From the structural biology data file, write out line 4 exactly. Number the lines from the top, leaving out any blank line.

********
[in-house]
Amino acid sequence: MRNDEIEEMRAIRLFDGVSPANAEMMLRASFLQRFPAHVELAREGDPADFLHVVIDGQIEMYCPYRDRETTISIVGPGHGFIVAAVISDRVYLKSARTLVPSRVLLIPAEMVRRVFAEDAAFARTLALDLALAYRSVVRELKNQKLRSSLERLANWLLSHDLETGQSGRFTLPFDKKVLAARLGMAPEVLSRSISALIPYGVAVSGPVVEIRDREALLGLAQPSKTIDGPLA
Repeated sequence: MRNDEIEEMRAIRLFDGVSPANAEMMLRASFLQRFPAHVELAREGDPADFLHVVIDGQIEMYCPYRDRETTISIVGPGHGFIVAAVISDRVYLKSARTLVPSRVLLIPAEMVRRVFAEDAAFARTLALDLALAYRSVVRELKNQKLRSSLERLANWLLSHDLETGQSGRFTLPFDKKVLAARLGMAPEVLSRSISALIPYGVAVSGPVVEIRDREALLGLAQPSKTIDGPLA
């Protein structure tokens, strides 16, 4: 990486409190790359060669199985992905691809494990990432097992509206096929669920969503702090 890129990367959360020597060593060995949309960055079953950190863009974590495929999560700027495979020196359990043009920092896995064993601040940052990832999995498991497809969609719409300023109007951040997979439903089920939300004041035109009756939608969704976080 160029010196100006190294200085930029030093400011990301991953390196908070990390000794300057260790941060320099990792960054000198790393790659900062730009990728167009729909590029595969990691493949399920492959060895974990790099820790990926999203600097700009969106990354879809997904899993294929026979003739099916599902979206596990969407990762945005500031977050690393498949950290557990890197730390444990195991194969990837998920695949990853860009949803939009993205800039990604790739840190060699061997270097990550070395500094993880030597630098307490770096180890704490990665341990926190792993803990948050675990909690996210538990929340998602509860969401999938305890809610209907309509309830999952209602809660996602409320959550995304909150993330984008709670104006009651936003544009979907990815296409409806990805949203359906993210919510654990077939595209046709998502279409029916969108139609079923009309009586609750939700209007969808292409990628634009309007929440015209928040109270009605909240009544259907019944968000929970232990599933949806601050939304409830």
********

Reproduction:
């Protein structure tokens, strides 16, 4: 990486409190790359060669199985992905691809494990990432097992509206096929669920969503702090 890129990367959360020597060593060995949309960055079953950190863009974590495929999560700027495979020196359990043009920092896995064993601040940052990832999995498991497809969609719409300023109007951040997979439903089920939300004041035109009756939608969704976080 160029010196100006190294200085930029030093400011990301991953390196908070990390000794300057260790941060320099990792960054000198790393790659900062730009990728167009729909590029595969990691493949399920492959060895974990790099820790990926999203600097700009969106990354879809997904899993294929026979003739099916599902979206596990969407990762945005500031977050690393498949950290557990890197730390444990195991194969990837998920695949990853860009949803939009993205800039990604790739840190060699061997270097990550070395500094993880030597630098307490770096180890704490990665341990926190792993803990948050675990909690996210538990929340998602509860969401999938305890809610209907309509309830999952209602809660996602409320959550995304909150993330984008709670104006009651936003544009979907990815296409409806990805949203359906993210919510654990077939595209046709998502279409029916969108139609079923009309009586609750939700209007969808292409990628634009309007929440015209928040109270009605909240009544259907019944968000929970232990599933949806601050939304409830």